In March 2021, Hope was admitted to the hospital for an overnight EEG that turned into four nights. This is where she had her EEG performed, MRI, Spinal Tab, and lots of bloodwork. Hope did not response well to anesthesia, and gave everyone a scare during her procedures. Everyone is on high alert now for any procedures that will require anesthesia in the future. She got COVID right after she got released too!
She was given her first medication for seizures during this hospitalization. During this time Seresa fought for crucial genetic testing, but insurance did not want to do a full genome sequencing. The plan B was an expedited epilepsy and neurotransmitter panel. At this point, they really did not know what to expect. Everyone was thinking it was some type of neurological condition and/or syndromes.
The crucial DNA genetic test results finally came in on April 23, 2021. Seresa and Jason were literally on the beach with their family when the life changing news came. Their hearts broke into a million pieces. Rett Syndrome was foreign to everyone and never once crossed their minds as a possibility. The results have changed everyone’s outlook on Hope’s life. She had not even hit 11 months-old and it has been hard not to mourn the ‘life” they thought she would have. This diagnosis makes her one of the earliest diagnosed patients of the condition called Rett Syndrome. Hope’s non-curable diagnosis will lead to different degrees of severe impairments, which will affect nearly every aspect of her life: ability to speak, walk, eat and breathe easily. The hallmark of this diagnosis is near constant repetitive hand movements while awake. Cognitive assessment is complicated, but scientists know that Rett Syndrome patients understand far more than they can communicate to us, evidenced by their bright and attentive eyes, and their ability to express a wide spectrum of moods and emotions.
Based on a 2015 clinical study, the median diagnosis of Rett Syndrome is between 2.7 years old to 3.8 years, but delayed diagnosis for this condition has improved among subspecialists and pediatricians since 2006. Hope’s non-curable neurological disorder will require a lifespan of expensive medical and dependent care, until there is a breakthrough in a cure and/or better treatment for Rett Syndrome.
Seresa did eventually win the battle with insurance and had the full genome DNA testing completed on Hope to ensure there was nothing else going on with her. The good news is this ruled out any additional genetic conditions. That was a big blessing.
Despite her delayed milestone markers and other developmental issues, she continues to understand far more than she can communicate to someone with a delayed communication deficiency, evidenced by her bright and attentive blue eyes, and her ability to express a wide spectrum of moods and emotions. It has been trial and error trying to figure out her delayed and limited communication skills, but the parents, family and caregivers are learning how she is communicating her needs daily, which will improve in a limited capacity during her lifespan.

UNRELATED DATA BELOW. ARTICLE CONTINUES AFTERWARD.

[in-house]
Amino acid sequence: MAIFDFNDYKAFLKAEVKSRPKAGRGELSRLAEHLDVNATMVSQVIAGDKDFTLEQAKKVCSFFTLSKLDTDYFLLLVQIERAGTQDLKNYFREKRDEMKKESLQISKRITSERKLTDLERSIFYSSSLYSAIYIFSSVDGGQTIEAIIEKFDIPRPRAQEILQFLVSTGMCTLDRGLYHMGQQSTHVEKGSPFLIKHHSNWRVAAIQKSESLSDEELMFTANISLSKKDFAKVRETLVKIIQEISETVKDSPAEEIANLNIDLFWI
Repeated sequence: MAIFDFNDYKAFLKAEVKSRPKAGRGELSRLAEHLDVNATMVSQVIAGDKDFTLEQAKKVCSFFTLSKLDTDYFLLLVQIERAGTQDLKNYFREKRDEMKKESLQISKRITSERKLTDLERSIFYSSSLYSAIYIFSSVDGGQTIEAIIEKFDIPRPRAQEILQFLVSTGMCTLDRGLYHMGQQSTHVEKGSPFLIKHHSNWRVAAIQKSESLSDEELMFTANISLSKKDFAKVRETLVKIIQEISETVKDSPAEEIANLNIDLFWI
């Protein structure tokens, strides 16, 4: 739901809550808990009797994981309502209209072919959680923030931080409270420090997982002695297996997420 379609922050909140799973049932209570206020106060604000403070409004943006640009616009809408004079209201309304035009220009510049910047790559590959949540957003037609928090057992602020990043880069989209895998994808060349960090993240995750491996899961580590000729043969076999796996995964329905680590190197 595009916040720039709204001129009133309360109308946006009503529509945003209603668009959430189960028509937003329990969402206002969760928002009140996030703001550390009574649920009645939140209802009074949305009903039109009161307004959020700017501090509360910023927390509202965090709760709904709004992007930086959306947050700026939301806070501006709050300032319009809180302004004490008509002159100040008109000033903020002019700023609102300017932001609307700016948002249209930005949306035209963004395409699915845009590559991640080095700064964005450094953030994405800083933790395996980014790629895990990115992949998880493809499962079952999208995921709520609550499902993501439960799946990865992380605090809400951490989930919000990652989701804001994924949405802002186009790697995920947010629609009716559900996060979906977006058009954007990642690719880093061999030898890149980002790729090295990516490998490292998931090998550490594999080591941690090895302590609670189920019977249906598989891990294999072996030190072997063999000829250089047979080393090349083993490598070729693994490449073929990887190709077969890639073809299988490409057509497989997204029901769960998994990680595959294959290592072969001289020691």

Hope is a special little girl that is adored by everyone, especially her two brothers. The bond she has with them is so special. We are all blessed to have Hope in our lives.
Her Name – Hope
After Seresa and Jason had their second boy, Seresa continued to have a heavy heart that their family was not complete. However, she pushed those thoughts aside as she had two boys only 17 months apart at the time. When the decision was made to try for the final baby, Seresa talked about naming the baby Hope if it was a girl. They never revealed the name to anyone until they knew that their third child was going to be a girl. Their oldest was the first to give an indication they were having a girl too. One day in the car, Owen asked his dad, “Why is it taking so long for my sister to get here?” They had not even told him that Seresa was pregnant either!
***You can continue to follow Hope’s journey at:***
People often wonder what Rett Syndrome is like and this pretty much sums it up.
This was Seresa and Hope on the way to their Greenwood, SC visit to see the doctor that specializes in Rett Syndrome.
Hope to be so small – takes a lot of medication daily.
Hope’s first birthday!
The family is looking forward to Halloween 2021! This was Hope’s family last year.